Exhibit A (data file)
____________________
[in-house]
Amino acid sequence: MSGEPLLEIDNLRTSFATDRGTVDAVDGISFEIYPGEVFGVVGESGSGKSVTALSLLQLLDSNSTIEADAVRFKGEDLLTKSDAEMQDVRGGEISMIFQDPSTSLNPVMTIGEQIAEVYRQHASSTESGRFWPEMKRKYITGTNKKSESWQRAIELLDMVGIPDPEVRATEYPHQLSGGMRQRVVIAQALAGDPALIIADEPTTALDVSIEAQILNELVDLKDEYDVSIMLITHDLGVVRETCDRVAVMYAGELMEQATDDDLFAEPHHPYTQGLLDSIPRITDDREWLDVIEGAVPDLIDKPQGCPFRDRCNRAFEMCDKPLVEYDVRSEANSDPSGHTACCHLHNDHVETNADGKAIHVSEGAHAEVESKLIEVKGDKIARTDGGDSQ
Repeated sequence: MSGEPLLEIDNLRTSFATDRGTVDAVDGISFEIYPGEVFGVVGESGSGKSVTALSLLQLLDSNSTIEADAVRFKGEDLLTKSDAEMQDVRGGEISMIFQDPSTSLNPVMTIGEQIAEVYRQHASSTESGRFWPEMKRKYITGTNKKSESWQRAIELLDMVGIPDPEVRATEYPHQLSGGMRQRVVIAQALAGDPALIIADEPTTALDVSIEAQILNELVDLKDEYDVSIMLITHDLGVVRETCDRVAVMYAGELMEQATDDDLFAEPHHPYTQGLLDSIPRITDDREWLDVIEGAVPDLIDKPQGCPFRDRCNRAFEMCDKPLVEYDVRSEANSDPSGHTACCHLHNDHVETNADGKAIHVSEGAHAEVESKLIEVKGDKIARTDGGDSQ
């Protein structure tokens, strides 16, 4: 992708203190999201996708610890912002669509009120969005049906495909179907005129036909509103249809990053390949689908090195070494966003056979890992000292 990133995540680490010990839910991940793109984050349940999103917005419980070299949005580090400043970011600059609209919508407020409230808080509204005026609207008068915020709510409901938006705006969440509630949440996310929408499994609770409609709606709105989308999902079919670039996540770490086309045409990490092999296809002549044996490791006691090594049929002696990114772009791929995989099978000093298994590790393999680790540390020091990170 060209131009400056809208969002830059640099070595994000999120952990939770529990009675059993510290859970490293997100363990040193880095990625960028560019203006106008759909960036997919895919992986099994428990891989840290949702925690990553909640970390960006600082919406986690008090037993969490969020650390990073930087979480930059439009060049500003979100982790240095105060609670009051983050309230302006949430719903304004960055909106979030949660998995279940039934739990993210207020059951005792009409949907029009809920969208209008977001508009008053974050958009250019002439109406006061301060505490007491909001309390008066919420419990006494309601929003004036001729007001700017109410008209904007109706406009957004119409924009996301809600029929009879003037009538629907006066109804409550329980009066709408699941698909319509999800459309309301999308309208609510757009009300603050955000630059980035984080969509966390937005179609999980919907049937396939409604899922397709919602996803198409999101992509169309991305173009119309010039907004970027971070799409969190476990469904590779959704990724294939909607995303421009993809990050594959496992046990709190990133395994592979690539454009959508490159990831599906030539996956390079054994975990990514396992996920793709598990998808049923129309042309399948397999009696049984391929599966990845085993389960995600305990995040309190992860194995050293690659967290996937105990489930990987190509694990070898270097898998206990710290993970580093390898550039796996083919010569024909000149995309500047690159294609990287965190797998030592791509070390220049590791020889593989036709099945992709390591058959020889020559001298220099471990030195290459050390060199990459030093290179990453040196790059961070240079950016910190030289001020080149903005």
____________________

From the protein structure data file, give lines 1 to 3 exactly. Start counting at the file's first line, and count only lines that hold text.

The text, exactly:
[in-house]
Amino acid sequence: MSGEPLLEIDNLRTSFATDRGTVDAVDGISFEIYPGEVFGVVGESGSGKSVTALSLLQLLDSNSTIEADAVRFKGEDLLTKSDAEMQDVRGGEISMIFQDPSTSLNPVMTIGEQIAEVYRQHASSTESGRFWPEMKRKYITGTNKKSESWQRAIELLDMVGIPDPEVRATEYPHQLSGGMRQRVVIAQALAGDPALIIADEPTTALDVSIEAQILNELVDLKDEYDVSIMLITHDLGVVRETCDRVAVMYAGELMEQATDDDLFAEPHHPYTQGLLDSIPRITDDREWLDVIEGAVPDLIDKPQGCPFRDRCNRAFEMCDKPLVEYDVRSEANSDPSGHTACCHLHNDHVETNADGKAIHVSEGAHAEVESKLIEVKGDKIARTDGGDSQ
Repeated sequence: MSGEPLLEIDNLRTSFATDRGTVDAVDGISFEIYPGEVFGVVGESGSGKSVTALSLLQLLDSNSTIEADAVRFKGEDLLTKSDAEMQDVRGGEISMIFQDPSTSLNPVMTIGEQIAEVYRQHASSTESGRFWPEMKRKYITGTNKKSESWQRAIELLDMVGIPDPEVRATEYPHQLSGGMRQRVVIAQALAGDPALIIADEPTTALDVSIEAQILNELVDLKDEYDVSIMLITHDLGVVRETCDRVAVMYAGELMEQATDDDLFAEPHHPYTQGLLDSIPRITDDREWLDVIEGAVPDLIDKPQGCPFRDRCNRAFEMCDKPLVEYDVRSEANSDPSGHTACCHLHNDHVETNADGKAIHVSEGAHAEVESKLIEVKGDKIARTDGGDSQ